Monday, July 7, 2014

Writing Services

Abe Lincoln said, "Don't Believe Everything You Read on the Internet."
I inadvertently stumbled on a site offering seminars, critique services, retreats... You name it, this with the Utopia for writers and the website looked great! When I saw the organizer's / presenter's name I was very surprised. I knew this individual. And I knew this individual had been writing for less than a year and a half. In fairness, I haven't spoken with them for a while so perhaps since I worked with them, they've absorbed the knowledge to charge other writers for their services. But still, I wondered how many people would be handing over their money if they knew how little experience this individual had.

There are hundreds of writing classes and editorial services for writers. These can be great opportunities to refine your craft or to get your work in the best possible shape before you start querying agents. I've had the pleasure of working with a few and LOVE LOVE them. These mentors not only provided detailed feedback on my manuscript, but through their critique, they taught me to be a better writer. But before you spend money on an editorial service, seminar or manuscript critique, you might want to keep a few things in mind.

Don't let a professional looking website sway your decision. Seriously, the days of crappy sites being tell-tale signs of an unprofessional are long gone. Many domain services have user friendly programs and affordable website design services. Remember, you don't have to be a full-scale, non-profit organization to take a (dot)org domain.

Is this individual's work something you enjoy and have any of their clients experienced success? Testimonials are great -- but the proof really is sometimes in the pudding. Don't be afraid to ask questions.  

There are also awesome groups out there that have Writer Beware sites that track and expose questionable activities and / or scams in the writer industry. Here are a few:

Of course, before you pay for a service, get your work in the best possible shape you can. That way you can really get some bang for your buck. Here are some great ways you can do this.

1. Join a critique group. Other fellow writers like yourself are a great source for cleaning up your manuscript. If there's not a group in your area, start one. Ask local librarians and book store owners if you can put up a flyer. If there aren't enough writers in your area, establish an online writing group. You can find other writers at great sites like Absolute Write and Twitter.

2. Join a professional organization that fosters a community of persons within the industry. There may be an annual fee but that typically includes a magazine subscription and / or online resources, member discounts on conferences etc. I've been a member of SCBWI since 2010. One of the best decisions I made when I began writing.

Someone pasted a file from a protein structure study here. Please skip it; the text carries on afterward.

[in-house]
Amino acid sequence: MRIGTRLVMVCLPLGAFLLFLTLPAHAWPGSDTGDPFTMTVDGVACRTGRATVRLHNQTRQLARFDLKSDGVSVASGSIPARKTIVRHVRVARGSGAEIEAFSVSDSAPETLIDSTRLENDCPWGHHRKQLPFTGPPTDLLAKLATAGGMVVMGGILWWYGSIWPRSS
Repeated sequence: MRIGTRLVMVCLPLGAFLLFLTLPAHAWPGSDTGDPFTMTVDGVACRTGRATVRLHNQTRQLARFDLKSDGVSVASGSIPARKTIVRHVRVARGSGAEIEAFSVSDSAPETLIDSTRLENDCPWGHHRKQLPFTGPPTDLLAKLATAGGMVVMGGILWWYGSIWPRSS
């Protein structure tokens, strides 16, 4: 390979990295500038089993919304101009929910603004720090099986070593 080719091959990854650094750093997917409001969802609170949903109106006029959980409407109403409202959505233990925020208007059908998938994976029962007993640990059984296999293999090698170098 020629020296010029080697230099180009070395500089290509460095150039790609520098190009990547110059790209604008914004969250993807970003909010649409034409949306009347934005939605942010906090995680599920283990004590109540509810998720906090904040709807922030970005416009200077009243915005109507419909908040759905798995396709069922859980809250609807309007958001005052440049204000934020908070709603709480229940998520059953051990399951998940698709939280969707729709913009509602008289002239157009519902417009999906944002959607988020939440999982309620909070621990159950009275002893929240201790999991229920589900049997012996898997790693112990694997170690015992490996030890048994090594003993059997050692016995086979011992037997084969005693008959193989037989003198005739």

3. Can't afford to go to a conference but want to participate in one? Look for online conferences. Children's writers should check out WriteOnCon. It's awesome and it's free; however, please try to donate what you can. 

4. Make connections on social networking sites like Twitter. There are great opportunities out there. Writer blogs that are dedicated to helping writers make connections and improve their work. Again, beware of anyone asking for money -- these are typically free. There are too many for me to mention here, but a few of my favorites include Brenda Drake and Cupid's Literary Connection 

Through organizations and communities such as these, I've met mentors and even some of my amazing critique partners. And as I wrap up this post, I have to give kudos to my very first mentor. Joyce Sweeney is AMAZING. Seriously, not only is she an extremely talented teacher, but she is one of the kindest people I've had the pleasure to meet. I strongly recommend her services -- you will not be disappointed.

photo credit: ucumari via photopin cc


  1. It's sad how many scams are out there targeting writers. Thank you for posting those links, all very good resources. So nice to know there are people out there keeping tabs.

    And YES on those great sites too! When I was first getting serious about writing, the SCBWI and WriteOnCon were huge for me. They offer so much support for newbies. I've since entered contests on Cupid's Literary Connection and Brenda Drake's blog. :) I've heard nothing but GREAT things about Joyce Sweeney. Great post!

  2. Thanks for this AMAZING post! Your advice is priceless. Seriously, it's important to research freelance editors! SCBWI and WriteOnCon have been life preservers for me! I've met so many great writers through their organizations. I'm excited to check out Joyce Sweeney!

  3. Thank you Rina and Diane. :) I know when I first started, I ended up on a site to get your book published, entered some information, and within minutes had someone calling me telling me for $1K they'd be happy to help me publish my book. Um NO. LOL. Joyce is awesome, Diane and totally the real thing. I cannot speak highly enough of her.